The King’s death has been studied and discussed ever since, but it is not Charles that I wanted to look at on this sombre anniversary. Standing with him on the scaffold was the Bishop of London, William Juxon, who would become Archbishop of Canterbury at the Restoration in 1660. Juxon was respected and trusted by Charles I, who selected him to attend that day and administer the last rites.

There are a few known portraits of Juxon, although few that I’ve found are of high quality, or by known artists. Lambeth Palace has several, including the below from 1633, attributed only to the British (English) School:

juxon
Another, at the National Portrait Gallery in London, is said to be a copy of a 1640 original, both artists unknown:

juxon-2

Next is a copy after Van Dyck, from St John’s College, University of Oxford:

juxon-3

The final portrait, from the Captain Christie Crawfurd English Civil War Collection, has the curious attribution of ‘circle of Robert Walker’. I’m not convinced, but you can make up your own minds! Unlike all of the other portraits, which are oil on canvas, this one is oil on paper laid on panel, and as with most of the Christie Crawfurd Collection, no date is given.

juxon-4

Soon after the King’s death, Juxon was deprived of the bishopric by Cromwell, and went into retirement until recalled to public life by Charles II a decade later. He held the position of Archbishop of Canterbury until his death in 1663.

Charles I art on display in 2018

It has been announced today that the Royal Academy (in partnership with the Royal Collection) is planning to mark its 250th anniversary in 2018 with an exhibition of paintings that were formerly in the art collection of King Charles I. Today I’m so stupidly excited about this I can barely type! I heard a rumour some time ago that such an exhibition was in planning, but then all went quiet and I thought it had been shelved. The sheer logistics of this particular undertaking are eye-watering, to say the least, and if they can pull it off it could well be one of the most remarkable shows in recent years.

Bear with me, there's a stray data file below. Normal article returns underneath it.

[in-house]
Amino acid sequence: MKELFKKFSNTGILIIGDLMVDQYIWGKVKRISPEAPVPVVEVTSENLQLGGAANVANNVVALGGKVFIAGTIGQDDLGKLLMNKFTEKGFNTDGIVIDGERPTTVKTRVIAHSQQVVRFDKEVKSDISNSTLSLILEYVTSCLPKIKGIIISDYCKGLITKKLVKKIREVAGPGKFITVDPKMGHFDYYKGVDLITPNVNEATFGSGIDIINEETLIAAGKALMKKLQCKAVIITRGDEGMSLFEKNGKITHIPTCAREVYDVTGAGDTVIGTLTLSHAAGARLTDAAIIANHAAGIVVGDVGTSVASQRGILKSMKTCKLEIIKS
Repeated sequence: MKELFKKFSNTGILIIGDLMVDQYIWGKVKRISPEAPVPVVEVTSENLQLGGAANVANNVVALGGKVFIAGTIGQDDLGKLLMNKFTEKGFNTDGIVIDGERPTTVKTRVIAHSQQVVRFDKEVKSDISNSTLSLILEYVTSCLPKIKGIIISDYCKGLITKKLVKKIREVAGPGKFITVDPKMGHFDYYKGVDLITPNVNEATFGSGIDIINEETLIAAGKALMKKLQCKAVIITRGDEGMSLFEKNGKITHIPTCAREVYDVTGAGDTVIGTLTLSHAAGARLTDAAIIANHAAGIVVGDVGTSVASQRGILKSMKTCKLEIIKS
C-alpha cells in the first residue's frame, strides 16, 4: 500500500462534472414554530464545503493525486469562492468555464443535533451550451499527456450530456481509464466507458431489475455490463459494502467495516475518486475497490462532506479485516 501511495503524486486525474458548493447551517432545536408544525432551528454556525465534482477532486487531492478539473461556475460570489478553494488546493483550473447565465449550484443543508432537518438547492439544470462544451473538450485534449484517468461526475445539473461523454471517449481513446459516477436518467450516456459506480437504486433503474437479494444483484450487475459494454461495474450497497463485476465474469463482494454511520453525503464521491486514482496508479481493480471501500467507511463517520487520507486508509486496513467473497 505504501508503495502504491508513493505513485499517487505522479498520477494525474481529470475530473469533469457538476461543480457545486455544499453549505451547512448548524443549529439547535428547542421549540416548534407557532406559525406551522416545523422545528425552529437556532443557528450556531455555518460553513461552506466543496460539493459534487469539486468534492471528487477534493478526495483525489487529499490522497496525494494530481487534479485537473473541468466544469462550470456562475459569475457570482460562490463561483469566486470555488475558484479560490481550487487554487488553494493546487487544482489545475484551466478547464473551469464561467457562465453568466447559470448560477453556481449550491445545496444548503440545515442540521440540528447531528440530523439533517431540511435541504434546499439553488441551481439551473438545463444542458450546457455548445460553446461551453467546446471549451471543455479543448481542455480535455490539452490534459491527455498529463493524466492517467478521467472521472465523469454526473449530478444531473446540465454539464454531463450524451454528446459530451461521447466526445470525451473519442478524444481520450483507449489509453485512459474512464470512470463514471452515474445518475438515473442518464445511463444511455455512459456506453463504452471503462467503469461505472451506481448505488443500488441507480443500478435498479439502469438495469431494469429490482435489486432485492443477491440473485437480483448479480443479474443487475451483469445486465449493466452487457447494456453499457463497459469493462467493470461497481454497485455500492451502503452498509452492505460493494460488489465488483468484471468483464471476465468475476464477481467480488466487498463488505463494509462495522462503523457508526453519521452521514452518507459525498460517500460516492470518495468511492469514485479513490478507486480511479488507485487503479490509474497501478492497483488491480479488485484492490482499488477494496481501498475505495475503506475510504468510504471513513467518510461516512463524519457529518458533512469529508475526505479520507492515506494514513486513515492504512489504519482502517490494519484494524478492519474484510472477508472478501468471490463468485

As readers may know (and I’ve talked about this before), Charles was a prolific collector of art, and had his agents scour Europe to buy the very best paintings available, often scooping them from under the noses of other monarchs or wealthy nobility. By the time of his death, the quality and scale of his collection is said to have been one of the greatest in Europe, rendering what happened afterwards a painful and, to some eyes,  unforgiveable act of cultural vandalism. Following the fall of the Royalist cause, and the flight of surviving royals and retainers into exile, Oliver Cromwell’s parliament decided to sell the late King’s goods, including his extensive art collection,  to pay off Charles’s debts. Palaces, apartments and other royal buildings were opened up, their contents catalogued, and for the first time in British history, a monarch’s possessions were flogged to the public. From the insignificant and ordinary to the grand and priceless, everything went on sale (except for some religious-themed paintings that were considered blasphemous, torn to pieces and thrown into the Thames).